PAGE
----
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Sunday, March 1, 2009
At our annual Chinese New Year's dinner, my aunt’s Malaysian Chinese friend made this delicious tapioca cake as known as kuih ubi kaiyu. Judging from the empty platter at the end of the night, her cake was wildly popular.
I inhaled several squares of this soft pillowy cake and realized what all the fuss was about. The cake isn’t airy and light like a sponge cake, it is dense and compact. Its light and delicate flavour (moistened by the addition of coconut milk and eggs) makes this cake perfect for an afternoon tea. It possesses the faint grainy texture of a cornmeal or semolina cake but also the smooth, creaminess of a tapioca pudding. If you leave it in the oven to bake a little longer, it develops a golden caramelly crust and a smoother, chewy texture reminiscent of Japanese mochi desserts (rice flour based desserts.) Personally, I prefer the wobbly but grainy texture but the choice is yours. I reduced the sugar from the original recipe (1 package of cassava, 1 c sugar, 1 c coconut milk, 1 egg and 1 pinch of salt) and added an additional egg to heighten the flavour of the eggy custard.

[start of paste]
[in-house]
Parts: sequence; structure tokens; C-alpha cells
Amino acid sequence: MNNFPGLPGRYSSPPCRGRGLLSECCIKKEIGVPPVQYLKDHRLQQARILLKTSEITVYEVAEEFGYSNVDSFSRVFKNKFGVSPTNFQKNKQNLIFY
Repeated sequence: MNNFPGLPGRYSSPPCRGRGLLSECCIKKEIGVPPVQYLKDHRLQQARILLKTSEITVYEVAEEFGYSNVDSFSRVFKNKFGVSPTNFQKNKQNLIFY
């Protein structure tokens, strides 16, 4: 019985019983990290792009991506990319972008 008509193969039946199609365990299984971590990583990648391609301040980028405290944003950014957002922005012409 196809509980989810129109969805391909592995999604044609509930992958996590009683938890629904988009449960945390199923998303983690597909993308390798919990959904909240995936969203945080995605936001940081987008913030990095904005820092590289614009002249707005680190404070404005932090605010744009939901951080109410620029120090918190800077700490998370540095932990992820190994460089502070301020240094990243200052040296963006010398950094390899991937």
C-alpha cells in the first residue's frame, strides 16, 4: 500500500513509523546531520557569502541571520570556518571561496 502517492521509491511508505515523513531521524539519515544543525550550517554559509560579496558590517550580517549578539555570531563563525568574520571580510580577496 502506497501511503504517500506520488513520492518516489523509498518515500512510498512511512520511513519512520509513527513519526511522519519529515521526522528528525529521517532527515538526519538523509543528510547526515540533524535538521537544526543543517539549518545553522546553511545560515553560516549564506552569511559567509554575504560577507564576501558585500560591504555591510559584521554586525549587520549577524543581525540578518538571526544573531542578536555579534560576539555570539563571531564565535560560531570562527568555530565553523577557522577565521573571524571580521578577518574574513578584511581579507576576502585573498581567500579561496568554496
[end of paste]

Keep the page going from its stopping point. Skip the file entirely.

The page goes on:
I wished I had discovered this cake sooner. It literally takes 2 minutes to put together (literally seconds) and is, without hyperbole, the simplest cake I have ever made (even with non-baker’s hands like mine.)
1 lb finely grated tapioca (cassava*), defrosted from frozen
1 c low-fat coconut milk
¾ c granulated sugar
½ tsp salt
Plus butter for the pan and parchment paper
*grated cassava/tapioca may be found in the freezer section of Asian grocery stores
1. Pre-heat oven to 350 degrees. Line bottom of a square baking dish with parchment paper and butter baking dish and parchment paper.
2. Mix tapioca with 2 eggs, coconut milk, sugar and salt together.
3. Pour mixture into prepared dish and bake for approximately 30 minutes until the sides start to brown and the center is no longer wobbly.
4. Cool slightly and cut into squares and serve.
Best if eaten the day it is made.